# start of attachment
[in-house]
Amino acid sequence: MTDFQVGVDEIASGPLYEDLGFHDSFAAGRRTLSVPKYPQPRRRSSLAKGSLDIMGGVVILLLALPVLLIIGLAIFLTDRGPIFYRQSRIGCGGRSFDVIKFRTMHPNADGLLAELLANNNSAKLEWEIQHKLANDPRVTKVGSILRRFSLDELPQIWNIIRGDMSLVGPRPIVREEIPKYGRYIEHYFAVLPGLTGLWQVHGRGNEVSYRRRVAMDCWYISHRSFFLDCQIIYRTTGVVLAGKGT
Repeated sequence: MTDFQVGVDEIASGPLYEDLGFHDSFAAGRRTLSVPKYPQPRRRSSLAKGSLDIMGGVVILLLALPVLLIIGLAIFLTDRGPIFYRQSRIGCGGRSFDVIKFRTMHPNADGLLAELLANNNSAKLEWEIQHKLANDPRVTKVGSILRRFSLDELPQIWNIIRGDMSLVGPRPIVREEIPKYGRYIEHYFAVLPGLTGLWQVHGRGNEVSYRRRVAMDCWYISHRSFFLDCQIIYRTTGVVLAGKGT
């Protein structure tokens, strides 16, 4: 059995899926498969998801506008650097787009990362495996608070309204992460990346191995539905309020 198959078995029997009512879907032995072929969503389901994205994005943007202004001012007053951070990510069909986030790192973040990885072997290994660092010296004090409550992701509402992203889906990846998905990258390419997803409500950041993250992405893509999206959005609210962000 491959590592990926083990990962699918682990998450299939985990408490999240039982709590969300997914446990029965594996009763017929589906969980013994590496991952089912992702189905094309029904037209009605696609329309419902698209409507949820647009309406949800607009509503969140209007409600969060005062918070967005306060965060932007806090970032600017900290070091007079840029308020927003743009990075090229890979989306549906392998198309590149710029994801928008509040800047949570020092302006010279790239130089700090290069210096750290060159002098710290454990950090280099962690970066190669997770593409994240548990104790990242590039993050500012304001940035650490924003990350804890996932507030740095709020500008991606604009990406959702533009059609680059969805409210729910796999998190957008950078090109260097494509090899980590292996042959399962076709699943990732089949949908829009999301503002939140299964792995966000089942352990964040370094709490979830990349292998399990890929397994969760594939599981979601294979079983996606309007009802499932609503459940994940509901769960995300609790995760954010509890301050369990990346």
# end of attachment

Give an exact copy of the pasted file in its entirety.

[in-house]
Amino acid sequence: MTDFQVGVDEIASGPLYEDLGFHDSFAAGRRTLSVPKYPQPRRRSSLAKGSLDIMGGVVILLLALPVLLIIGLAIFLTDRGPIFYRQSRIGCGGRSFDVIKFRTMHPNADGLLAELLANNNSAKLEWEIQHKLANDPRVTKVGSILRRFSLDELPQIWNIIRGDMSLVGPRPIVREEIPKYGRYIEHYFAVLPGLTGLWQVHGRGNEVSYRRRVAMDCWYISHRSFFLDCQIIYRTTGVVLAGKGT
Repeated sequence: MTDFQVGVDEIASGPLYEDLGFHDSFAAGRRTLSVPKYPQPRRRSSLAKGSLDIMGGVVILLLALPVLLIIGLAIFLTDRGPIFYRQSRIGCGGRSFDVIKFRTMHPNADGLLAELLANNNSAKLEWEIQHKLANDPRVTKVGSILRRFSLDELPQIWNIIRGDMSLVGPRPIVREEIPKYGRYIEHYFAVLPGLTGLWQVHGRGNEVSYRRRVAMDCWYISHRSFFLDCQIIYRTTGVVLAGKGT
């Protein structure tokens, strides 16, 4: 059995899926498969998801506008650097787009990362495996608070309204992460990346191995539905309020 198959078995029997009512879907032995072929969503389901994205994005943007202004001012007053951070990510069909986030790192973040990885072997290994660092010296004090409550992701509402992203889906990846998905990258390419997803409500950041993250992405893509999206959005609210962000 491959590592990926083990990962699918682990998450299939985990408490999240039982709590969300997914446990029965594996009763017929589906969980013994590496991952089912992702189905094309029904037209009605696609329309419902698209409507949820647009309406949800607009509503969140209007409600969060005062918070967005306060965060932007806090970032600017900290070091007079840029308020927003743009990075090229890979989306549906392998198309590149710029994801928008509040800047949570020092302006010279790239130089700090290069210096750290060159002098710290454990950090280099962690970066190669997770593409994240548990104790990242590039993050500012304001940035650490924003990350804890996932507030740095709020500008991606604009990406959702533009059609680059969805409210729910796999998190957008950078090109260097494509090899980590292996042959399962076709699943990732089949949908829009999301503002939140299964792995966000089942352990964040370094709490979830990349292998399990890929397994969760594939599981979601294979079983996606309007009802499932609503459940994940509901769960995300609790995760954010509890301050369990990346």